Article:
Written answers

Tuesday, 13 October 2020

Photo of Aengus Ó SnodaighAengus Ó Snodaigh (Dublin South Central, Sinn Fein)
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506. To ask the Minister for Health the steps he has taken to address the misuse of nitrous oxide; and if he will make a statement on the matter. [30057/20]

Photo of Frank FeighanFrank Feighan (Sligo-Leitrim, Fine Gael)
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Government policy in relation to drug and alcohol addiction services is set out in the national drugs strategy, Reducing Harm, Supporting Recovery-a health led response to drug and alcohol use in Ireland 2017-2025.

Following recent media reports regarding the increased use of nitrous oxide, a request was made to the Health Service Executive (HSE) to gather evidence on its use nationally through HSE Addiction Managers as well as Drug and Alcohol Task Forces, with whom it shared a ‘trends template’ containing a series of questions in relation to patterns and emerging harms. The HSE also shared a similar series of questions with the Union of Students in Ireland as well as contacting hospitals, and the National Poisons Information Centre in this regard.

On review of the data regarding the prevalence of use of nitrous oxide, at present, it is not represented in traditional data sets such as the general population survey, treatment data, or in the national drug-related death index; there have been no recorded deaths linked directly to the use of this substance.

The National Poisons Information Centre, Beaumont Hospital has received no calls in relation to nitrous oxide between 2015 to the present date, although there has been a small number of web-based queries about the substance. HSE Adolescent Addiction services have not had presentations from individuals seeking help in relation to use of nitrous oxide. Further, hospital sources are not currently reporting a concern in relation to harms associated with use of nitrous oxide.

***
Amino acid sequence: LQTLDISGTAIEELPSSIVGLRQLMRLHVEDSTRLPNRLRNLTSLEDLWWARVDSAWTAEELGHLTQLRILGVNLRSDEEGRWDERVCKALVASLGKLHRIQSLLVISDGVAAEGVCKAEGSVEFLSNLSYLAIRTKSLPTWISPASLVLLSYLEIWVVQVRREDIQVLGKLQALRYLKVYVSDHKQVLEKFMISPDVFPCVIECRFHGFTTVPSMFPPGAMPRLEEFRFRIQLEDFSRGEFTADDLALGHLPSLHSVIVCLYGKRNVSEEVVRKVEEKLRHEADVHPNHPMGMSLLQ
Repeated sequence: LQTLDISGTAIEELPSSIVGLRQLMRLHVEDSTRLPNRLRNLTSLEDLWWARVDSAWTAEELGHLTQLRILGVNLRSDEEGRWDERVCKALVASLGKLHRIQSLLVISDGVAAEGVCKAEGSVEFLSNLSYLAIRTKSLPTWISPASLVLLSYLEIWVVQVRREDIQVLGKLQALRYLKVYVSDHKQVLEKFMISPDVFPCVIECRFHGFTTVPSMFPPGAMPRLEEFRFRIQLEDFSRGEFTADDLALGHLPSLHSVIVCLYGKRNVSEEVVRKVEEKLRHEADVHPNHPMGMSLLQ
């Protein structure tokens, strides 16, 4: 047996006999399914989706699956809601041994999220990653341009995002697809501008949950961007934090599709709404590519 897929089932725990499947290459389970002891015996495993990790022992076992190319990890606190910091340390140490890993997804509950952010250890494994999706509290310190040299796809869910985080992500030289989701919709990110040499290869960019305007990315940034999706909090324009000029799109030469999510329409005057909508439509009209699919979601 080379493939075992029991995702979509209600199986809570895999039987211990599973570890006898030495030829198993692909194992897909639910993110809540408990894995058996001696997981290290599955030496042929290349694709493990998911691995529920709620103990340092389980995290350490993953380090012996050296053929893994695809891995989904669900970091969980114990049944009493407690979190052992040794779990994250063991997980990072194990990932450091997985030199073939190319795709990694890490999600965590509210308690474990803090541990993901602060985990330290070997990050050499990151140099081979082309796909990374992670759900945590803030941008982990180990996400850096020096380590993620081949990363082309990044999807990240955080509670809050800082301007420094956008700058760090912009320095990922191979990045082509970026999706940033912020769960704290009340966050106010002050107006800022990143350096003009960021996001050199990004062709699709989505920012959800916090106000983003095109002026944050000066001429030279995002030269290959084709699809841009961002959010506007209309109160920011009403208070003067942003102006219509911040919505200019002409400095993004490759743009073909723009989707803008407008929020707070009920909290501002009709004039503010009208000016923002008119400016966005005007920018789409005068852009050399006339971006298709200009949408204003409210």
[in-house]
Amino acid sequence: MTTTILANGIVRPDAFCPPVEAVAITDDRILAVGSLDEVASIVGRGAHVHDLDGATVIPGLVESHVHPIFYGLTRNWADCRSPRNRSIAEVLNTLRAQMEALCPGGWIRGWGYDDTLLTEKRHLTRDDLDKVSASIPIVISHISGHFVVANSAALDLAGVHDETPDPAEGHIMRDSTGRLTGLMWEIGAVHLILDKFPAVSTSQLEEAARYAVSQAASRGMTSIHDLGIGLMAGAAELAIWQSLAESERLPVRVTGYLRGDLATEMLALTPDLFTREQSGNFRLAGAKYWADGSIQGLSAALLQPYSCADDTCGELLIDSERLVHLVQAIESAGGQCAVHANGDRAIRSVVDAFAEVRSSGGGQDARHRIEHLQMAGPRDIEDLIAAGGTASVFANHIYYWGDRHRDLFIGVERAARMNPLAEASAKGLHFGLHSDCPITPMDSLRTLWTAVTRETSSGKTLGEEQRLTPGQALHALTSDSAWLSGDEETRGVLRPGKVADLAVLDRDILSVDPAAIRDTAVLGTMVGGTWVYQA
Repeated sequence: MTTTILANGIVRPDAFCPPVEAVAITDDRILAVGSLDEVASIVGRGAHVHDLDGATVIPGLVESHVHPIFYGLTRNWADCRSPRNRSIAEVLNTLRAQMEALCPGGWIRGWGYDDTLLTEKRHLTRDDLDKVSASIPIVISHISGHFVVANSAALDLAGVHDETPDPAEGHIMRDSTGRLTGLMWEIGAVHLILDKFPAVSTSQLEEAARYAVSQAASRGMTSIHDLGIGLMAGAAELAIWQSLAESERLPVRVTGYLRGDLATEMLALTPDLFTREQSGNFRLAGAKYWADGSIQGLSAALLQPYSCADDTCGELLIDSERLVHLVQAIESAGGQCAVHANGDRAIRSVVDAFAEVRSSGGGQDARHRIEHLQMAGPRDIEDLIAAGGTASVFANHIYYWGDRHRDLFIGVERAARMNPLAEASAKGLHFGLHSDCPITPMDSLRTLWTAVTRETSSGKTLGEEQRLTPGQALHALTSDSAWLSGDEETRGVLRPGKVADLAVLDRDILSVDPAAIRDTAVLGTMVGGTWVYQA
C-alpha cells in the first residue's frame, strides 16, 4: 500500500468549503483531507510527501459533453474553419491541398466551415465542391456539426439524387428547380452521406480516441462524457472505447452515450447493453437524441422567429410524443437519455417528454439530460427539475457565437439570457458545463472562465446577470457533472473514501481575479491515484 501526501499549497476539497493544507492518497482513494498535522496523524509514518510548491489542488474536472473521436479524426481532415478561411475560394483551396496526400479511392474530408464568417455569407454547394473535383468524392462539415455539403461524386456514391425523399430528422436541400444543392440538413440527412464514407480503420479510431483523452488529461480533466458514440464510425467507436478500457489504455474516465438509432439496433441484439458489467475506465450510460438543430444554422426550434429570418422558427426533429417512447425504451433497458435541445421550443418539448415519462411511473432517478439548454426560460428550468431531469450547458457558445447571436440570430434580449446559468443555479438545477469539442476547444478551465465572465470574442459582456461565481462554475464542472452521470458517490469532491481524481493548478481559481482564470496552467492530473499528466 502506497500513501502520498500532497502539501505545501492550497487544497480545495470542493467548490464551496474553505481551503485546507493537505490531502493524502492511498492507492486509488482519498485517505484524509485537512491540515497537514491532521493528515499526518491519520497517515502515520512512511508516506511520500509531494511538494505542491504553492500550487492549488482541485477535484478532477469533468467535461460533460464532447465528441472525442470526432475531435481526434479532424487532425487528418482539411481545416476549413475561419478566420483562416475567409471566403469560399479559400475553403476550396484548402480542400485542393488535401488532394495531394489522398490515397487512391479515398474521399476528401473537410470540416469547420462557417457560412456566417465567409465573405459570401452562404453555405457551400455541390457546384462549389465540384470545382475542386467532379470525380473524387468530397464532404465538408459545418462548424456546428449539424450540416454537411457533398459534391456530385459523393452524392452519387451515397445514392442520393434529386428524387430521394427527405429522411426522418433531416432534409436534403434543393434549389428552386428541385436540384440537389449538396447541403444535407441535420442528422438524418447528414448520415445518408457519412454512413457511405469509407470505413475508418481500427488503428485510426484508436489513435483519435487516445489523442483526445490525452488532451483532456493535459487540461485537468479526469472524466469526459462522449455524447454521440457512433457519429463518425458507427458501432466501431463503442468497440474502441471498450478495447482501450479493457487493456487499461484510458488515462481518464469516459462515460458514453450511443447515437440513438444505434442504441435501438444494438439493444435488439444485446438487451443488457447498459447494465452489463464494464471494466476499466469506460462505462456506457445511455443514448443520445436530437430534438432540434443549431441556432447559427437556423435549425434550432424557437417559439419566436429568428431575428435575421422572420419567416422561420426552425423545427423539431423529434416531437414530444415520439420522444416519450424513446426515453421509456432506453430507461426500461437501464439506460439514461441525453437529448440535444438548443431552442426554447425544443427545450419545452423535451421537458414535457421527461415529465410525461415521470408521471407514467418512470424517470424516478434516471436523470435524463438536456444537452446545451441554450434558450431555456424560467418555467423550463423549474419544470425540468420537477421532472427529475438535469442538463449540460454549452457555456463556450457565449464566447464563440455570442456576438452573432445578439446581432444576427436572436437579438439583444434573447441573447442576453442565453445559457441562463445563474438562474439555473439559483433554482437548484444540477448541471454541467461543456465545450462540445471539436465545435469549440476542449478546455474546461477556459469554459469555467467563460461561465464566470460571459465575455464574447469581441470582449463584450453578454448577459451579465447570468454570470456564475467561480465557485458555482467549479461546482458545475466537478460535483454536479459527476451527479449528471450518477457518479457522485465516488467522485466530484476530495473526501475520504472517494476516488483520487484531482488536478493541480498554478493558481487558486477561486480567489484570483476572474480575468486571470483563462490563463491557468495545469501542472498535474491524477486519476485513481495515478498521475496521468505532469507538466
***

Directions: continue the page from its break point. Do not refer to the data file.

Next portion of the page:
Following its research, the HSE has concluded that while the use of nitrous oxide has emerged in an Irish context over the past two years, at present there is limited information to suggest emerging harms when compared to other more frequently used substances such as cocaine or MDMA. A locally targeted approach has been recommended within areas of need to address the use of this substance as a large-scale media campaign would be counterproductive if launched without formative research and a strong theoretical basis.

In this context, a number of steps have been taken to address the use of nitrous oxide. The HSE have published and promoted on social media tailored information aimed at parents who are concerned about the use of this substance by young people. New content has been added to the Drugs.iewebsite, as well as a harm reduction section on nitrous oxide. Nitrous oxide will also be included in new awareness resources being created by the HSE in quarter 4 of 2020.

Further, in support of a targeted response, a number of webinars have been hosted with the aim of upskilling local professionals regarding the use of nitrous oxide. Speakers at these events included a UK professional, the HSE, and professionals from the local areas.

In order to provide further data on its use, nitrous oxide will be included as the Irish module as part of the European Monitoring Centre for Drugs and Drug Addiction EU Web Survey in March 2021.

I believe that particular vigilance is required to protect young people from threats to their health and well-being from misuse of substances, including nitrous oxide. I am committed to continuing to resource harm reduction and education campaigns aimed at increasing awareness of the risks of drug use.


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